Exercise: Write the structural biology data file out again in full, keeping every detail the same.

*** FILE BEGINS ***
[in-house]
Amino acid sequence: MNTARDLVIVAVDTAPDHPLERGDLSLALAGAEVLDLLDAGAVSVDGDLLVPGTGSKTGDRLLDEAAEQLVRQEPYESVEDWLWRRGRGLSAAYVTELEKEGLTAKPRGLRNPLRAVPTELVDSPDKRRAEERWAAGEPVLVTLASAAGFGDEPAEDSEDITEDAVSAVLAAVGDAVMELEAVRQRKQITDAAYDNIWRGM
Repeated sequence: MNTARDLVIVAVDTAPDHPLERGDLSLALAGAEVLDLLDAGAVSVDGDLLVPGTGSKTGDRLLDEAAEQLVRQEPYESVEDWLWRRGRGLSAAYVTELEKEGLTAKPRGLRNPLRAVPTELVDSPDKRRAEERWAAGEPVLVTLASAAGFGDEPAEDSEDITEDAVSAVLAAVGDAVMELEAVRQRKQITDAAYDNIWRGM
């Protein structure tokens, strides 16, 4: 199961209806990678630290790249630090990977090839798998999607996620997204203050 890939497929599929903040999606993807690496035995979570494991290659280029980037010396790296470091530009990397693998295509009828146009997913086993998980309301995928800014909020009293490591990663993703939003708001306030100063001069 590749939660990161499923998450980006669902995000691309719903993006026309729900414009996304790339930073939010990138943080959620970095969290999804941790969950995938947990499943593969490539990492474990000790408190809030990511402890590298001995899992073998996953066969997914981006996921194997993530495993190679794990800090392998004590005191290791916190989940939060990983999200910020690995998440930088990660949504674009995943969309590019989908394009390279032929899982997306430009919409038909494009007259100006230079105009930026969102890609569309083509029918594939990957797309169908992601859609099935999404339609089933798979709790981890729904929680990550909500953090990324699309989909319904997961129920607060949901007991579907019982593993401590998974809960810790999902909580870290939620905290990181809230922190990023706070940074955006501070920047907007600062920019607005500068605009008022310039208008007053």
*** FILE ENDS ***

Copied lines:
[in-house]
Amino acid sequence: MNTARDLVIVAVDTAPDHPLERGDLSLALAGAEVLDLLDAGAVSVDGDLLVPGTGSKTGDRLLDEAAEQLVRQEPYESVEDWLWRRGRGLSAAYVTELEKEGLTAKPRGLRNPLRAVPTELVDSPDKRRAEERWAAGEPVLVTLASAAGFGDEPAEDSEDITEDAVSAVLAAVGDAVMELEAVRQRKQITDAAYDNIWRGM
Repeated sequence: MNTARDLVIVAVDTAPDHPLERGDLSLALAGAEVLDLLDAGAVSVDGDLLVPGTGSKTGDRLLDEAAEQLVRQEPYESVEDWLWRRGRGLSAAYVTELEKEGLTAKPRGLRNPLRAVPTELVDSPDKRRAEERWAAGEPVLVTLASAAGFGDEPAEDSEDITEDAVSAVLAAVGDAVMELEAVRQRKQITDAAYDNIWRGM
């Protein structure tokens, strides 16, 4: 199961209806990678630290790249630090990977090839798998999607996620997204203050 890939497929599929903040999606993807690496035995979570494991290659280029980037010396790296470091530009990397693998295509009828146009997913086993998980309301995928800014909020009293490591990663993703939003708001306030100063001069 590749939660990161499923998450980006669902995000691309719903993006026309729900414009996304790339930073939010990138943080959620970095969290999804941790969950995938947990499943593969490539990492474990000790408190809030990511402890590298001995899992073998996953066969997914981006996921194997993530495993190679794990800090392998004590005191290791916190989940939060990983999200910020690995998440930088990660949504674009995943969309590019989908394009390279032929899982997306430009919409038909494009007259100006230079105009930026969102890609569309083509029918594939990957797309169908992601859609099935999404339609089933798979709790981890729904929680990550909500953090990324699309989909319904997961129920607060949901007991579907019982593993401590998974809960810790999902909580870290939620905290990181809230922190990023706070940074955006501070920047907007600062920019607005500068605009008022310039208008007053």